An "IBM PC compatible" may have a keyboard which does not recognize every key combination a true IBM PC does, e.g. shifted cursor keys. In addition, the "compatible" vendors sometimes use proprietary keyboard interfaces, preventing you from replacing the keyboard.
The 1981 PC had 360K floppy disks. In 1984, IBM introduced the 1.2 megabyte floppy disk along with its AT model. Although often used as backup storage, the high density floppy is not often used for interchangeability. In 1986, IBM introduced the 720K 3.5" microfloppy disk on its Convertible laptop computer. It introduced the 1.44 megabyte double density version with the PS/2 line. These disk drives can be added to existing PCs.
Fixed, non-removable, hard disks for IBM compatibles are available with storage capacities from 20 to over 600 megabytes. If a hard disk is added that is not compatible with the existing disk controller, a new controller board must be plugged in. However, one disk's internal standard does not conflict with another, since all programs and data must be copied onto it to begin with. Removable hard disks that hold at least 20 megabytes are also available.
When a new peripheral device, such as a monitor or scanner, is added to an IBM compatible, a corresponding, new controller board must be plugged into an expansion slot (in the bus) in order to electronically control its operation. The PC and XT had eight-bit busses; the AT had a 16-bit bus. 16-bit boards will not fit into 8-bit slots, but 8-bit boards will fit into 16-bit slots. Intel 80286 and Intel 80386 computers provide both 8-bit and 16-bit slots, while the 386s also have proprietary 32-bit memory slots. The bus in high-end models of the PS/2 line is called "Micro Channel". EISA is a non-IBM rival to Micro Channel.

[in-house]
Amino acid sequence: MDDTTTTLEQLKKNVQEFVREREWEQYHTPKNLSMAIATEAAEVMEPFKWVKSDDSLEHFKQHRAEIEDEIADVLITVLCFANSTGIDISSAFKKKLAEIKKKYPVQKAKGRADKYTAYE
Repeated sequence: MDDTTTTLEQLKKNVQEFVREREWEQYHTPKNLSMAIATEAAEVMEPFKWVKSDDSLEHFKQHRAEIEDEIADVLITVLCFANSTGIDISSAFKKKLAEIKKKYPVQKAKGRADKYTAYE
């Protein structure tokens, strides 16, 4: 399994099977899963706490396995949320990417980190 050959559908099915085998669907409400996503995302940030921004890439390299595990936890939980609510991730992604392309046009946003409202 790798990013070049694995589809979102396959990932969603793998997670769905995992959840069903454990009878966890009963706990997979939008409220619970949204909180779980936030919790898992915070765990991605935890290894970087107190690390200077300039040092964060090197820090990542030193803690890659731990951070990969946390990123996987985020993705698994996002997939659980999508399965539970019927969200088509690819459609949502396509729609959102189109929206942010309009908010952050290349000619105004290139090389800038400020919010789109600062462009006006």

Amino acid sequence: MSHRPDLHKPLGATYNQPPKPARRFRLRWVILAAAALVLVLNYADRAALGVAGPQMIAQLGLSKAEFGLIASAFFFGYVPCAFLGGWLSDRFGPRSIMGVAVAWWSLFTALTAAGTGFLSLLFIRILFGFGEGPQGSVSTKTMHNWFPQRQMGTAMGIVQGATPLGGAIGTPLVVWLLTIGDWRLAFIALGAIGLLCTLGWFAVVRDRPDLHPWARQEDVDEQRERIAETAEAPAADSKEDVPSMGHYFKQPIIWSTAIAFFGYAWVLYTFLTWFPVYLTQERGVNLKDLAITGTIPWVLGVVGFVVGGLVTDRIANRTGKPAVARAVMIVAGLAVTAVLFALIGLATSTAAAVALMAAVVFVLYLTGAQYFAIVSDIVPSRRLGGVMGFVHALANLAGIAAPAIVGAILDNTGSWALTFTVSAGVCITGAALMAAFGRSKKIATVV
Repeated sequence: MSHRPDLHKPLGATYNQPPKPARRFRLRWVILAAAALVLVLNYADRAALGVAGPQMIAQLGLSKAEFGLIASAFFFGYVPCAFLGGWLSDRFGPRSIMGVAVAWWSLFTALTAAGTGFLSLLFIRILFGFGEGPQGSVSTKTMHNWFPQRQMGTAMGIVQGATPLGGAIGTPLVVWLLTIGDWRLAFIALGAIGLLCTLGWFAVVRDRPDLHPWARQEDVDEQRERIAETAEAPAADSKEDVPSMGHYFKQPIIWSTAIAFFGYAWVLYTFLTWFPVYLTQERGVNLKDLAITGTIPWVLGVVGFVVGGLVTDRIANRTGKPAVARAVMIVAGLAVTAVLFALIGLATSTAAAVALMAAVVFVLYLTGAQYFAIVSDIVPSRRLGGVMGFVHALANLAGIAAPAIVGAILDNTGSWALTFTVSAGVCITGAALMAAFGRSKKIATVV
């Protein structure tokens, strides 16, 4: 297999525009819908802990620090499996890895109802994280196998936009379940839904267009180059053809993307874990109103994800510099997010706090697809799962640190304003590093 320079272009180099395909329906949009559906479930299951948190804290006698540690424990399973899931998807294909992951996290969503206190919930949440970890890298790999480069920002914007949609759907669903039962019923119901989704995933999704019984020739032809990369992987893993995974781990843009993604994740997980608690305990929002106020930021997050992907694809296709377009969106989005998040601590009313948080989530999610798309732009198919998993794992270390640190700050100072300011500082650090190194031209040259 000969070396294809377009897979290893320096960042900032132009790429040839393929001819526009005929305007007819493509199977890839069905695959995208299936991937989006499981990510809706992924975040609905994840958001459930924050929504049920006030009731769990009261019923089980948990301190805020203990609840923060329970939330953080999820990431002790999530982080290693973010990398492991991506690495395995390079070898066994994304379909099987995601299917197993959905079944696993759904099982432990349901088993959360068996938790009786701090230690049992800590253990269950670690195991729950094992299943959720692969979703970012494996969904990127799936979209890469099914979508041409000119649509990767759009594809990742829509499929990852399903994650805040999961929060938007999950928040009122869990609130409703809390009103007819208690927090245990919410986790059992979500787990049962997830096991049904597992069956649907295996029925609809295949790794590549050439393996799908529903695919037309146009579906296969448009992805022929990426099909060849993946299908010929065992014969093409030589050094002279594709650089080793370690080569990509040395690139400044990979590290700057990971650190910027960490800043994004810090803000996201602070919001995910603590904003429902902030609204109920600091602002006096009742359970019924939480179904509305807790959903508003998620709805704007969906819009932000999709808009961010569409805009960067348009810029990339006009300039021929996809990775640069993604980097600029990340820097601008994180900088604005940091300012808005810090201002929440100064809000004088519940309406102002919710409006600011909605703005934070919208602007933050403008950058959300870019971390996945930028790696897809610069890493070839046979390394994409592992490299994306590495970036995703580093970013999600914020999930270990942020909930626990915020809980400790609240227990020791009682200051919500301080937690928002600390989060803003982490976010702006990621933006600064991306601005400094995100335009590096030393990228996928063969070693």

IBM PC and PS/2 models
Intro CPU Features PC Aug 1981 8088 Floppy disk system XT Mar 1983 8088 Slow hard disk XT/370 Oct 1983 8088 IBM 370 mainframe emulation 3270 PC Oct 1983 8088 with 3270 terminal emulation PCjr Nov 1983 8088 Floppy-based home computer PC Portable Feb 1984 8088 Floppy-based portable AT Aug 1984 286 Medium-speed hard disk Convertible Apr 1986 8088 Microfloppy laptop portable XT 286 Sep 1986 286 Slow hard disk
Intro CPU Features Model 1987-08-25 8086 PC bus (limited expansion) Model 1987-04-30 8086 PC bus Model 30 1988-09-286 286 PC bus Model 1987-04-50 286 Micro Channel bus Model 50Z Jun 1988 286 Faster Model 50 Model 55 SX May 1989 386SX Micro Channel bus Model 1987-04-60 286 Micro Channel bus Model 1988-06-70 386 Desktop, Micro Channel bus Model P1989-05-70 386 Portable, Micro Channel bus Model 1987-04-80 386 Tower, Micro Channel bus
IBM PC compatible specifications
CPU CPU Clock Bus Floppy Hard bus speed width RAM disk disk OS bit Mhz bit byte inch byte Mbyte
8088 16 4.8-9.5 8 1M* 5.25 360K 10-40 DOS 3.5 720K 3.5 1.44M
8086 16 6-12 16 1M* 20-60
286 16 6-25 16 1-8M* 5.25 360K 20-300 DOS 5.25 1.2M OS/2
386 32 16-33 32 1-16M** 3.5 720K Unix 3.5 1.44M 40-600
386SX 32 16-33 16 1-16M** 40-600
*Under DOS, RAM is expanded beyond 1M with EMS memory boards
**Under DOS, RAM is expanded beyond 1M with normal "extended" memory and a memory management program.